McCarthyism & Red Scare
McCarthyism & Red Scare Music
Not only does this collection feature some of this immortal folk musician's most memorable titles, including "This Land Is Your Land," "Hard Ain't It Hard," and "Roll On Columbia," it also features "Deportee (Plane Wreck)," a ballad he wrote in the late 1940s in response to a newspaper article about a plane crash in California; he was disturbed by the fact that the victims in the crash had been dismissed because they had been "deportees."
Blacklisted in the 1950s for his ties to the Communist Party USA, folk singer Pete Seeger composed songs of both protest and patriotism. Originally a member of the Weavers, Seeger helped revive the American folk music scene in 1950s even while under HUAAC investigation. This collection features some of the gems from his early solo career, including "Where Have All the Flowers Gone," "Turn, Turn, Turn," and "If I Had a Hammer."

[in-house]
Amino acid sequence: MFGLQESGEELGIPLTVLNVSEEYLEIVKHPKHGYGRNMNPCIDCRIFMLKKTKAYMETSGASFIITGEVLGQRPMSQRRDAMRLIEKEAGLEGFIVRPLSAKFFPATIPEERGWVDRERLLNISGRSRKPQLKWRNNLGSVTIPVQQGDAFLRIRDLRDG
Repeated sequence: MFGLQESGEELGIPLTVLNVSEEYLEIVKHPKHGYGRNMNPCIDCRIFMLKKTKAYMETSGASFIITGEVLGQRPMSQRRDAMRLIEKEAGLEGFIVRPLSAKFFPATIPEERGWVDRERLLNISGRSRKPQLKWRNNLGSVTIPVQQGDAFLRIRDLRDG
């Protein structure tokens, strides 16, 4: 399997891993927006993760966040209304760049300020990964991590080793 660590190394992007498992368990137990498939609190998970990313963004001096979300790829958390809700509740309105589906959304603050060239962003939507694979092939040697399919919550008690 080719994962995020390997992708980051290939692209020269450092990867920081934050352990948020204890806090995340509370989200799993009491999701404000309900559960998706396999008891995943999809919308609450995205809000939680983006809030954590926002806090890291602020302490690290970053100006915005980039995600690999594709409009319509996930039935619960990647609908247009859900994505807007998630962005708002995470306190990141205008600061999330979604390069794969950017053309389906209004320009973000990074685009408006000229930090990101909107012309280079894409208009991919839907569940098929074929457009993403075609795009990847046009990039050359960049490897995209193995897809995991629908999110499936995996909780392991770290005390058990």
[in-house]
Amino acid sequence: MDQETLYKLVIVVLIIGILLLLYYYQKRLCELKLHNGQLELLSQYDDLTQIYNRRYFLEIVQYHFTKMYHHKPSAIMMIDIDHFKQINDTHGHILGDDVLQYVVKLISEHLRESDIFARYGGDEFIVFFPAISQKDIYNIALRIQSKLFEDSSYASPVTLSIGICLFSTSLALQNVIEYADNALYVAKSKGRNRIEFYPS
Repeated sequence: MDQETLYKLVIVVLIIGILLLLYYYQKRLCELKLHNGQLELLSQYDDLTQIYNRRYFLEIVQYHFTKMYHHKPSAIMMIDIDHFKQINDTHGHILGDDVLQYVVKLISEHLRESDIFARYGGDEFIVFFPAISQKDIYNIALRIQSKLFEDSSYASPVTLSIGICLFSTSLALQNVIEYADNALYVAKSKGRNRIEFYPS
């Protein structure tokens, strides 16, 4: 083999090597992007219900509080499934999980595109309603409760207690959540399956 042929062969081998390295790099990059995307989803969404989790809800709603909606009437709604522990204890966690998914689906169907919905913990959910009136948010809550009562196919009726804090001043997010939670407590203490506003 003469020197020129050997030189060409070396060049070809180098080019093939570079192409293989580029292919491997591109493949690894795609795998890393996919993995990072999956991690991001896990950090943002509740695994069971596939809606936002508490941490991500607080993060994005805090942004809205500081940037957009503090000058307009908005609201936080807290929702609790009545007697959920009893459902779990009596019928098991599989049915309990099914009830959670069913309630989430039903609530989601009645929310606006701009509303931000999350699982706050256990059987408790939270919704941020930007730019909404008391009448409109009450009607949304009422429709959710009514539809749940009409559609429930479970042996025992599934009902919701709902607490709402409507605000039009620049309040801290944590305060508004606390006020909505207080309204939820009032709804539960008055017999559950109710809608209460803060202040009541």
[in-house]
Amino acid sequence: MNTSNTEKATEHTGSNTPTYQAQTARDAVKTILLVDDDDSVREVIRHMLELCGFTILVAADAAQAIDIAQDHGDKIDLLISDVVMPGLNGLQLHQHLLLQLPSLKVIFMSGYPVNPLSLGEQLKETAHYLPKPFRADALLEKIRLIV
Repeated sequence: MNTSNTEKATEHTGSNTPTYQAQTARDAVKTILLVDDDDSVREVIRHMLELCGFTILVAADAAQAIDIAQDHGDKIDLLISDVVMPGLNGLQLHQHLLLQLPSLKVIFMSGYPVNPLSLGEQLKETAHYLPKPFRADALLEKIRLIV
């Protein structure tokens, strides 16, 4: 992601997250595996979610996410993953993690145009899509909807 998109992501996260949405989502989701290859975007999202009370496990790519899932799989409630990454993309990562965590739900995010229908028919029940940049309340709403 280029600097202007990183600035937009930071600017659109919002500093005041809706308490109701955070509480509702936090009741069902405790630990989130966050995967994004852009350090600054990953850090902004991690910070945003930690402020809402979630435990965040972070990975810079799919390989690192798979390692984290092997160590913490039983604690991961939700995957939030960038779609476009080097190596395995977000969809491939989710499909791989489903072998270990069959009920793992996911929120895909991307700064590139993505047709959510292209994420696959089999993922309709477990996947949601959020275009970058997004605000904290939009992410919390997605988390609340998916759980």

Like Pete Seeger, Oscar Brand was a musician blacklisted by anticommunist crusaders in the 1950s. His earliest songs often dealt with the plight of the working man, while his later albums delved more into the world of politics and power.
One of several African-American artists blacklisted during the McCarthy era, Lena Horne is a blues legend. This collection features many of her elegant early recordings, including "Stormy Weather," "As Long As I Live," and "St. Louis Blues."
Who would've thought that Ole Blue Eyes had been a Red! Well, sort of. Sinatra was in fact suspected of Communist ties, primarily because he spoke out against the witch hunts, which he felt were unjust and fueled by paranoia. This recently released collection may be one of the most complete compilations of his early work yet produced.